A HENLEY man has produced a “symphonic” version of Pink Floyd’s landmark 1975 album Wish You Were Here
A HENLEY man has produced a “symphonic” version of Pink Floyd’s landmark 1975 album
Wish You Were Here that is released today (Friday).
Music publisher Pete Smith, of St Mark’s Road, played a key role in making Live Aid happen in 1985 — in particular the US leg in Philadelphia — having previously managed The Kinks among other acts.
A Pink Floyd devotee, he subsequently managed the band’s former bassist and songwriter Roger Waters and was event co-ordinator for
The Wall: Live in Berlin in July 1990 — a landmark concert that drew 350,000 people to Potsdamer Platz and was broadcast worldwide.
As he first revealed in an article for the
Henley Standard last August, Pete’s latest project has seen him add “producer” to his long list of music industry job titles.
Pink Floyd’s Wish You Were Here Symphonic, features the London Orion Orchestra alongside rock legends Alice Cooper (vocals), Rick Wakeman (piano) and Dave Fowler and Stephen McElroy of the Australian Pink Floyd (guitars).
Released today on Decca Classics, its making coincided with the 40th anniversary of the original’s release.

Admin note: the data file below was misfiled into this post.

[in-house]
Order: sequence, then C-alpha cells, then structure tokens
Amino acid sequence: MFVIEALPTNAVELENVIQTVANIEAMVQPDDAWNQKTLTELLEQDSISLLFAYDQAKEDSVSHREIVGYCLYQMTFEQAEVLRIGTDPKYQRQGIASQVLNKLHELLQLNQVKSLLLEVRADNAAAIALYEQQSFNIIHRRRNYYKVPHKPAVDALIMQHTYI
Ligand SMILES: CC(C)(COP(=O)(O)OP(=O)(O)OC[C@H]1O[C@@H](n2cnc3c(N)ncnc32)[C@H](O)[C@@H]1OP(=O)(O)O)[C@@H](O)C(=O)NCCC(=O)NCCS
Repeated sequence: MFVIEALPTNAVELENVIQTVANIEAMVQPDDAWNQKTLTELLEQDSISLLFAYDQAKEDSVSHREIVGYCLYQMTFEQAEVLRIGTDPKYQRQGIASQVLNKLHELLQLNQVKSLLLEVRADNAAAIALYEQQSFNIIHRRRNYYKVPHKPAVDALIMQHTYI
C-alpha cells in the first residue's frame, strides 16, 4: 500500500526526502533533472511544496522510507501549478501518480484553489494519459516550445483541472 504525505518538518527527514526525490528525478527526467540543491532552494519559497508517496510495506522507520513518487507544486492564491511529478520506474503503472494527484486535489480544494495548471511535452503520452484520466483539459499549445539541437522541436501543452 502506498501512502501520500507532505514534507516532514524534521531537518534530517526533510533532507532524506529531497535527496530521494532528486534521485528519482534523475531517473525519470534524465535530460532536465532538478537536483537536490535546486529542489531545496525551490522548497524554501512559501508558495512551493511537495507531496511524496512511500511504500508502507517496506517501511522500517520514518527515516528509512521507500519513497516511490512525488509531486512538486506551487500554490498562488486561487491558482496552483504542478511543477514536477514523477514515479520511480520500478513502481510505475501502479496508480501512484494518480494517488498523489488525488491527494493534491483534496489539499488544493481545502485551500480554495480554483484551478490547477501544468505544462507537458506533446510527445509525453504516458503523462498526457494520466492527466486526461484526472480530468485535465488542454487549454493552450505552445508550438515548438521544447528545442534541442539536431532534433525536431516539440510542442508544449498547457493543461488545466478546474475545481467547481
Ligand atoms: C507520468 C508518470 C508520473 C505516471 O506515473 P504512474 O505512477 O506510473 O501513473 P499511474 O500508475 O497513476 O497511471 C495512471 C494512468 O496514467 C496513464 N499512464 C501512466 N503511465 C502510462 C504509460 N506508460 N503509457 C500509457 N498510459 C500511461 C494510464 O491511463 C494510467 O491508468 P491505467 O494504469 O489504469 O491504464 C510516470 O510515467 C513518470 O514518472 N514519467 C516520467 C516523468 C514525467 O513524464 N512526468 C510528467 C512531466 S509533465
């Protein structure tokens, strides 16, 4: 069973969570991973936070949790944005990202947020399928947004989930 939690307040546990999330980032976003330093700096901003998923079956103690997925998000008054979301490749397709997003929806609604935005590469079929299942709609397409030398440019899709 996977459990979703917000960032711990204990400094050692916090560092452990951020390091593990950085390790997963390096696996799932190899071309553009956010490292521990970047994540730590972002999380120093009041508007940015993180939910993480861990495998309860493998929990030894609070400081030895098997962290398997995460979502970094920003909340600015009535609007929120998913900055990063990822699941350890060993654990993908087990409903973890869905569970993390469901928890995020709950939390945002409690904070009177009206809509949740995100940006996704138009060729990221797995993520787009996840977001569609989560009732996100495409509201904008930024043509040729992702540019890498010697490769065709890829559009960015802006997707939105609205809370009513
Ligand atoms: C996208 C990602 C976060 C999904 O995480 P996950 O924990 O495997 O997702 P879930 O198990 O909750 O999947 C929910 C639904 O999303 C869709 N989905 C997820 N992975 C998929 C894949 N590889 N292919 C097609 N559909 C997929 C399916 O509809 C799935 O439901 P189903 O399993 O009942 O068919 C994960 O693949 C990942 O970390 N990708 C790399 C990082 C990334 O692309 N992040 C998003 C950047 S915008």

The finished product is dedicated to the memory of Pink Floyd founder Syd Barrett, who died aged 60 in 2006 and who would have turned 70 on January 6.
The other dedicatees are the late Pink Floyd manager Steve O’Rourke, album cover designer Storm Thorgerson, and keyboard player Richard Wright.
While the original
Wish You Were Here was not explicitly dedicated to Barrett, one of the tracks — the nine-part opus
Shine On You Crazy Diamond — runs for just over 26 minutes in total, accounting for more than half the album’s total length.
Asked how he had come to make the album, Pete, 62, told the
Henley Standard: “In 1995, on a whim, I commissioned the producer, Youth, to record a symphonic Pink Floyd album at Air Lyndhurst and Olympic studios with the London Philharmonic Orchestra.
“The record was a big success for Polygram in the USA. That led me to the idea of recording a follow-up, albeit 20 years later, using the same conductor [Peter Scholes], but this time producing it myself, which is a first for me.
“Youth could not do it as he was producing the last Pink Floyd album,
The Endless River, at the time. Small world.”
Pete continued: “While I was at it, I decided to use Abbey Road. I have got to know the place well over the years and there really is no better place to record for the sheer experience — plus I managed to find some rare time in studio two, the Beatles’ studio.
“I was not sure of exactly what to record going in, but the album defined itself as a
Wish You Were Here project in the weeks preceding the sessions, really by serendipity as I reviewed the initial arrangements that Peter Scholes submitted to an open brief, so it was really more by chance than by design that the
Wish You Were Here direction emerged as the sessions approached.